Thursday, September 25, 2008

Burning to DVD on a PC

by Harry B. Miller III, A.C.E.

Outputting a sequence and burning it to DVD on a Mac is easy. Export a Quicktime reference from the Media Composer, drop the created .mov file on to Toast, hit Burn. Toast will encode the entire movie, and burn it as a playable DVD. And it works in the background, as you continue to work on other things on your computer. It isn’t fast; the encoding and burning takes longer than a real time play out. But it works. Easy and simple.

My Avid system is on a PC, however, with the XP Professional OS. I wanted to find a workflow to burn a DVD of a sequence that was as easy as on the Mac OS. I experimented with the following products.

Roxio’s Easy Media Creator (Roxio also sells Toast)
AVS Video Converter
TMPGEnc DVD Author 3
DVD Flick (freeware)
Adobe Premiere Elements 4

Roxio’s EMC isn’t so good. The Mac version (Toast) is great, but the PC version wants to be everything to everyone, and doesn’t do anything well. $99. It will compress a reference movie, but the results had some stutter. And the interface was complicated. When you choose “Video” as the major category, you then get a menu of 10 different programs that are poorly named and described. Once you make the selection (and you still don’t know if it is the right selection for the job), there isn’t much guidance on the best way to proceed.

AVS Video Converter is cheap ($60), easy, fast, and it just worked. Choose the file to convert, choose what to convert to (DVD), Convert, then Burn. All the settings are clearly labeled so making the correct choices was clear. Chapter markers, if desired, were brainlessly simple to add. The only drawback is it couldn’t compress a Quicktime reference file. That can be done with Quicktime Pro or Sorenson.

TMPGEnc DVD Author 3: $90. Good. A simple interface where you drag-n-drop clips into a list to burn. There is some editing ability, and you can create menus (if you want). It encodes and burns. The best part of this program is it leads you step by step through the process, but it allows you to easily skip a step you don’t want or move back to make a change. Interestingly it allows the input and output of DivX movies. As far as I’ve seen, DivX movies are the smallest and best looking of any compression.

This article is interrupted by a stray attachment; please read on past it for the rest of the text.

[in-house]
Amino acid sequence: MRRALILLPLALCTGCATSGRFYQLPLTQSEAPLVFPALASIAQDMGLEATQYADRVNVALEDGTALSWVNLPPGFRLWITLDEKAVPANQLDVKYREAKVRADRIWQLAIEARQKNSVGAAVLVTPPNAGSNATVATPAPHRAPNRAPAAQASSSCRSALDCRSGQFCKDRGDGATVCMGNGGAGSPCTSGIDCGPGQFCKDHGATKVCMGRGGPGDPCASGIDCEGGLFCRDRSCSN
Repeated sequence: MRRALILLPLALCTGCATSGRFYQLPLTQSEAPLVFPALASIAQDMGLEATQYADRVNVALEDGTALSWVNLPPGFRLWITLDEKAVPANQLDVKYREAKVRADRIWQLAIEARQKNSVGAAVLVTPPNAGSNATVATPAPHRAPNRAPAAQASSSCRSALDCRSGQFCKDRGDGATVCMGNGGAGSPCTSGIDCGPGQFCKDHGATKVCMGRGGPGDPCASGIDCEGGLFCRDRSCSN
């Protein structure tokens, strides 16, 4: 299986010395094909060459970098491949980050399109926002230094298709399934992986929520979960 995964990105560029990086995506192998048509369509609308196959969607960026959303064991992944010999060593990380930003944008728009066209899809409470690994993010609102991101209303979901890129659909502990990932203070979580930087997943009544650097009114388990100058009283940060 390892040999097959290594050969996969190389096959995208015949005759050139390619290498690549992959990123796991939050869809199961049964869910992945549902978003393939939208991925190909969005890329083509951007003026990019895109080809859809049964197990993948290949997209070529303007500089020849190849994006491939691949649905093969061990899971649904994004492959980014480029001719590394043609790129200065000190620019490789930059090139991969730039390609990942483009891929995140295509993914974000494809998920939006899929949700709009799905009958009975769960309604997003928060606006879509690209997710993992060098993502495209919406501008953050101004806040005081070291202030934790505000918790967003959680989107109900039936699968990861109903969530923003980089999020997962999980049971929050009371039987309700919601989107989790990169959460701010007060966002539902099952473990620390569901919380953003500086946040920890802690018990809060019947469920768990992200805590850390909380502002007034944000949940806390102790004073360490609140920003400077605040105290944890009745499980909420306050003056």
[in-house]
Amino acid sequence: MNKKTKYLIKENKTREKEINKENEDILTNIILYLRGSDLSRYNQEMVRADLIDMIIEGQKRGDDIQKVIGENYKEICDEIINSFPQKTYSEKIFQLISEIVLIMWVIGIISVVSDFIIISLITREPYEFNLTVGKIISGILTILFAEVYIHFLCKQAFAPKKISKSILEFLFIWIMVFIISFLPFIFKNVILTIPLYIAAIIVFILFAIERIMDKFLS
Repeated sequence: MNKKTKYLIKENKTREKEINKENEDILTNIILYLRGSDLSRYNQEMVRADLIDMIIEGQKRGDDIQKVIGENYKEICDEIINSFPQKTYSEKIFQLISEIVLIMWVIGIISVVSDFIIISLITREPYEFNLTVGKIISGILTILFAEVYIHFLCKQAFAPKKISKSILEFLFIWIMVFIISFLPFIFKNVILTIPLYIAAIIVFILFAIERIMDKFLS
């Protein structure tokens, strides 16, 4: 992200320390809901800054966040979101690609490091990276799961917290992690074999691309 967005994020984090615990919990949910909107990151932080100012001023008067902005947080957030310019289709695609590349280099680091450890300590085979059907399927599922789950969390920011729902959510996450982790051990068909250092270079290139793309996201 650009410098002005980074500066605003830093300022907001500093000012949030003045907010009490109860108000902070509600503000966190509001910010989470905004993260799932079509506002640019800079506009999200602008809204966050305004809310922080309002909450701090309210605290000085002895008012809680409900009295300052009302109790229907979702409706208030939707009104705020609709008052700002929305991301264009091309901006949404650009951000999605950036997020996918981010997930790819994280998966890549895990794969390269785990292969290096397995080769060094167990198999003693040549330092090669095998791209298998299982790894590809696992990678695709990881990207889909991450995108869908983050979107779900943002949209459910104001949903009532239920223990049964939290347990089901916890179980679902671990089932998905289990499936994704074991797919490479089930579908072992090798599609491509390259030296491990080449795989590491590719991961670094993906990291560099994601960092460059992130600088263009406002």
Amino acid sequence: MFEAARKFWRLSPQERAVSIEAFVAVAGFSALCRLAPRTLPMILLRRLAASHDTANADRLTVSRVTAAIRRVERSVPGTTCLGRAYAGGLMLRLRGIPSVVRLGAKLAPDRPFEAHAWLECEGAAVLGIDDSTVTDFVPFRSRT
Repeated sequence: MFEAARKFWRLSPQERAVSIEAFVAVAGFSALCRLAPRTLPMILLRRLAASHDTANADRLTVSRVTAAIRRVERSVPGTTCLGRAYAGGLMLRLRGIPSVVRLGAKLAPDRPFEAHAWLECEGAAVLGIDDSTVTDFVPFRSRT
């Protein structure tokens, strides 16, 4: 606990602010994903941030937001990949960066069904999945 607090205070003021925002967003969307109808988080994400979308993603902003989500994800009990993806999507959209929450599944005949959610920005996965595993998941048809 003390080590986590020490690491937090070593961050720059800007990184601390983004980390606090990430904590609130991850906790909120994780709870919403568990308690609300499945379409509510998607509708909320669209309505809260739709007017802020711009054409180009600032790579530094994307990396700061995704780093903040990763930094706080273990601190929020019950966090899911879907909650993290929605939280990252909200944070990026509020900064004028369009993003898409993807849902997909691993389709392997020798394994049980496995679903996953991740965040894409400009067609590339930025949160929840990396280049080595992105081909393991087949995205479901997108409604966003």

DVD Flick: free, but not as simple or reliable. And it couldn’t convert a QT reference.

Adobe Premiere Elements 4. $99. Good. The interface was clear: Get Media from one of five sources, drop the sequence / clip into the timeline, Share (burn to DVD, upload to a web site, etc.), then Burn. It transcoded the entire movie, and burned it to disc easily. Adobe is releasing Elements 7 soon, which will include Premiere and Photoshop for $150. That looks like a great deal.

At some point perhaps Avid will build in a simple, drag-n-drop burn sequence to DVD. Until then, Toast on Mac and the above for PC are viable options.

On another note: Elgato makes a USB stick called the Turbo H.264, Mac only, that accelerates encoding of Quicktimes. The software displays the speed of the encoding. Although it has limited output codecs, it can compress up to twice real time. With some of the fastest PC’s and Mac’s ever available, why can’t our compression software work as fast as the Elgato?

1 Comments:

Blogger Jeff said...

Thanks for posting this review.

As a Mac owner freelancing on systems running Windows, I agree that no DVD burning appliction on the PC comes close to Roxio Toast 7 and newer.

After attempts with Roxio EMC, Nero, and Premiere Elements, I am currently using a combination of Sorenson Squeeze and Avid DVD by Sonic, which Avid now bundles with BOXED upgrades to Media Composer.

Avid DVD is the first Windows DVD authoring app I have tried that does not try to re-encode my video a 2nd time. Avid DVD passes the DVD-compliant MPEG-2 video through, ensuring that the image will look the same as it did when I checked it in Windows Media Player.

The process could still be more straightforward; but, Avid DVD has kept me from having to use Toast on my personal PowerBook during sessions.

5:17 AM  

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